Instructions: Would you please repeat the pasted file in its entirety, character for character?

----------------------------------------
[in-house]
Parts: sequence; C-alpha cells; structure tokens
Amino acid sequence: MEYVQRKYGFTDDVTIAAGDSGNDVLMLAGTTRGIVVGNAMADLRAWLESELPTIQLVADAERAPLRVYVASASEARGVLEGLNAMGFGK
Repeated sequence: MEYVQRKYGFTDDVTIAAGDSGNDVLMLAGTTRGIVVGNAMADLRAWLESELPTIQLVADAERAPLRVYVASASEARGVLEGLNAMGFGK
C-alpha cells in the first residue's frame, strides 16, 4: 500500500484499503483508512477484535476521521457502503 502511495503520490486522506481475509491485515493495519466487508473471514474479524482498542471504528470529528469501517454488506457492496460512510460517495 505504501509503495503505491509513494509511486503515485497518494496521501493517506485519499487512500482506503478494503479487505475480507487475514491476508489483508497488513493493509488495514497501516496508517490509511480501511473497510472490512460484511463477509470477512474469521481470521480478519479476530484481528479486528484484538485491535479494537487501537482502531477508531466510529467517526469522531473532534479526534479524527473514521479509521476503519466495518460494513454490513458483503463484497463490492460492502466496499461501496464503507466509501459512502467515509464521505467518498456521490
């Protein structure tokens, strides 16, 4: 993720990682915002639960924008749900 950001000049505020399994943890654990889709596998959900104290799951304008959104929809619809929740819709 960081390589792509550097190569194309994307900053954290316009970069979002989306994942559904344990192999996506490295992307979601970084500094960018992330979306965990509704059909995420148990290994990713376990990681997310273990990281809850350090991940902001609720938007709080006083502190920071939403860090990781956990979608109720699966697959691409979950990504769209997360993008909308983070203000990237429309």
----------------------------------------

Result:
[in-house]
Parts: sequence; C-alpha cells; structure tokens
Amino acid sequence: MEYVQRKYGFTDDVTIAAGDSGNDVLMLAGTTRGIVVGNAMADLRAWLESELPTIQLVADAERAPLRVYVASASEARGVLEGLNAMGFGK
Repeated sequence: MEYVQRKYGFTDDVTIAAGDSGNDVLMLAGTTRGIVVGNAMADLRAWLESELPTIQLVADAERAPLRVYVASASEARGVLEGLNAMGFGK
C-alpha cells in the first residue's frame, strides 16, 4: 500500500484499503483508512477484535476521521457502503 502511495503520490486522506481475509491485515493495519466487508473471514474479524482498542471504528470529528469501517454488506457492496460512510460517495 505504501509503495503505491509513494509511486503515485497518494496521501493517506485519499487512500482506503478494503479487505475480507487475514491476508489483508497488513493493509488495514497501516496508517490509511480501511473497510472490512460484511463477509470477512474469521481470521480478519479476530484481528479486528484484538485491535479494537487501537482502531477508531466510529467517526469522531473532534479526534479524527473514521479509521476503519466495518460494513454490513458483503463484497463490492460492502466496499461501496464503507466509501459512502467515509464521505467518498456521490
């Protein structure tokens, strides 16, 4: 993720990682915002639960924008749900 950001000049505020399994943890654990889709596998959900104290799951304008959104929809619809929740819709 960081390589792509550097190569194309994307900053954290316009970069979002989306994942559904344990192999996506490295992307979601970084500094960018992330979306965990509704059909995420148990290994990713376990990681997310273990990281809850350090991940902001609720938007709080006083502190920071939403860090990781956990979608109720699966697959691409979950990504769209997360993008909308983070203000990237429309």